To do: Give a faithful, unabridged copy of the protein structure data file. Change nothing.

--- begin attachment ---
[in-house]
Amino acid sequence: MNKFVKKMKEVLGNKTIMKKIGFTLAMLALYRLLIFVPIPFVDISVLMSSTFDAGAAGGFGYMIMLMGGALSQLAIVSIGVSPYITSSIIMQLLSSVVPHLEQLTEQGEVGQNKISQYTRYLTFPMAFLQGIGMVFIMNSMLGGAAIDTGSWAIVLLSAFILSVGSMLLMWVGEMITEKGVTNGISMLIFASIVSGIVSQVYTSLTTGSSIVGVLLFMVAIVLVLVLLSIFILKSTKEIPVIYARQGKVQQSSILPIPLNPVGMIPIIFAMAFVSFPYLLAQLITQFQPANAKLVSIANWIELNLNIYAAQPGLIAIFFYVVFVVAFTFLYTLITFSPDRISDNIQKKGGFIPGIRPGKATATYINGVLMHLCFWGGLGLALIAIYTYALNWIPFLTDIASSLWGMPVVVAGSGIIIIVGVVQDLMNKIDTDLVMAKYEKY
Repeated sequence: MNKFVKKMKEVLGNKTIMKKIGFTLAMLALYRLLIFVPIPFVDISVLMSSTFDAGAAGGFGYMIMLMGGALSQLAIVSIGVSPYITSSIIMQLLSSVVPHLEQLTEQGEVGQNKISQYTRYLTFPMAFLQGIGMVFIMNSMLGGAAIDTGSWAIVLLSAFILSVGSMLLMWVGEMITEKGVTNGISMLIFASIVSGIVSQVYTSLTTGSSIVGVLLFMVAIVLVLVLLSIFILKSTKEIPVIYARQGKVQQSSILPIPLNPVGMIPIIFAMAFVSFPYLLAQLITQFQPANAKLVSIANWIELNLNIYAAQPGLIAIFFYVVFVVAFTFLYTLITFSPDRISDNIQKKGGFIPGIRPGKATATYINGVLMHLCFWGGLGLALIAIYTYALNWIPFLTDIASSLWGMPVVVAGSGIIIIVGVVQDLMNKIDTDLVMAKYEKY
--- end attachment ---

[in-house]
Amino acid sequence: MNKFVKKMKEVLGNKTIMKKIGFTLAMLALYRLLIFVPIPFVDISVLMSSTFDAGAAGGFGYMIMLMGGALSQLAIVSIGVSPYITSSIIMQLLSSVVPHLEQLTEQGEVGQNKISQYTRYLTFPMAFLQGIGMVFIMNSMLGGAAIDTGSWAIVLLSAFILSVGSMLLMWVGEMITEKGVTNGISMLIFASIVSGIVSQVYTSLTTGSSIVGVLLFMVAIVLVLVLLSIFILKSTKEIPVIYARQGKVQQSSILPIPLNPVGMIPIIFAMAFVSFPYLLAQLITQFQPANAKLVSIANWIELNLNIYAAQPGLIAIFFYVVFVVAFTFLYTLITFSPDRISDNIQKKGGFIPGIRPGKATATYINGVLMHLCFWGGLGLALIAIYTYALNWIPFLTDIASSLWGMPVVVAGSGIIIIVGVVQDLMNKIDTDLVMAKYEKY
Repeated sequence: MNKFVKKMKEVLGNKTIMKKIGFTLAMLALYRLLIFVPIPFVDISVLMSSTFDAGAAGGFGYMIMLMGGALSQLAIVSIGVSPYITSSIIMQLLSSVVPHLEQLTEQGEVGQNKISQYTRYLTFPMAFLQGIGMVFIMNSMLGGAAIDTGSWAIVLLSAFILSVGSMLLMWVGEMITEKGVTNGISMLIFASIVSGIVSQVYTSLTTGSSIVGVLLFMVAIVLVLVLLSIFILKSTKEIPVIYARQGKVQQSSILPIPLNPVGMIPIIFAMAFVSFPYLLAQLITQFQPANAKLVSIANWIELNLNIYAAQPGLIAIFFYVVFVVAFTFLYTLITFSPDRISDNIQKKGGFIPGIRPGKATATYINGVLMHLCFWGGLGLALIAIYTYALNWIPFLTDIASSLWGMPVVVAGSGIIIIVGVVQDLMNKIDTDLVMAKYEKY